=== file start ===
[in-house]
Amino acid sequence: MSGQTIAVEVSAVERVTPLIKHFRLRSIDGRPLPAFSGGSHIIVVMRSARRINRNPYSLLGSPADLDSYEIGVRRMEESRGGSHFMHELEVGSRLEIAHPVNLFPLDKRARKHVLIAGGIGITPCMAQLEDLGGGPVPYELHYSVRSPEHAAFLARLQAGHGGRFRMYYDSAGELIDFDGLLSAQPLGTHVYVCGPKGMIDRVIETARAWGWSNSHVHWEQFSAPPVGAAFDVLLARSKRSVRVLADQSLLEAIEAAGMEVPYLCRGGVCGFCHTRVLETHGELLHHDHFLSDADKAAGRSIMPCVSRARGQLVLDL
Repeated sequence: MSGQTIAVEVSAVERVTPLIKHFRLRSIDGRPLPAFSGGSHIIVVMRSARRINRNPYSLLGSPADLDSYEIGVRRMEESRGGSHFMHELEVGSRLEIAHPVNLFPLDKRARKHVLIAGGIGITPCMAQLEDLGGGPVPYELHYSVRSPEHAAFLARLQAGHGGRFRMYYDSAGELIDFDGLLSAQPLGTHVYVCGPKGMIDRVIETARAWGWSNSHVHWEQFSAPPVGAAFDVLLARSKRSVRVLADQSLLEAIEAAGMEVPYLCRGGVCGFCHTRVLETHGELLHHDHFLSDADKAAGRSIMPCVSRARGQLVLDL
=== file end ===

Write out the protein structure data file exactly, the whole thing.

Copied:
[in-house]
Amino acid sequence: MSGQTIAVEVSAVERVTPLIKHFRLRSIDGRPLPAFSGGSHIIVVMRSARRINRNPYSLLGSPADLDSYEIGVRRMEESRGGSHFMHELEVGSRLEIAHPVNLFPLDKRARKHVLIAGGIGITPCMAQLEDLGGGPVPYELHYSVRSPEHAAFLARLQAGHGGRFRMYYDSAGELIDFDGLLSAQPLGTHVYVCGPKGMIDRVIETARAWGWSNSHVHWEQFSAPPVGAAFDVLLARSKRSVRVLADQSLLEAIEAAGMEVPYLCRGGVCGFCHTRVLETHGELLHHDHFLSDADKAAGRSIMPCVSRARGQLVLDL
Repeated sequence: MSGQTIAVEVSAVERVTPLIKHFRLRSIDGRPLPAFSGGSHIIVVMRSARRINRNPYSLLGSPADLDSYEIGVRRMEESRGGSHFMHELEVGSRLEIAHPVNLFPLDKRARKHVLIAGGIGITPCMAQLEDLGGGPVPYELHYSVRSPEHAAFLARLQAGHGGRFRMYYDSAGELIDFDGLLSAQPLGTHVYVCGPKGMIDRVIETARAWGWSNSHVHWEQFSAPPVGAAFDVLLARSKRSVRVLADQSLLEAIEAAGMEVPYLCRGGVCGFCHTRVLETHGELLHHDHFLSDADKAAGRSIMPCVSRARGQLVLDL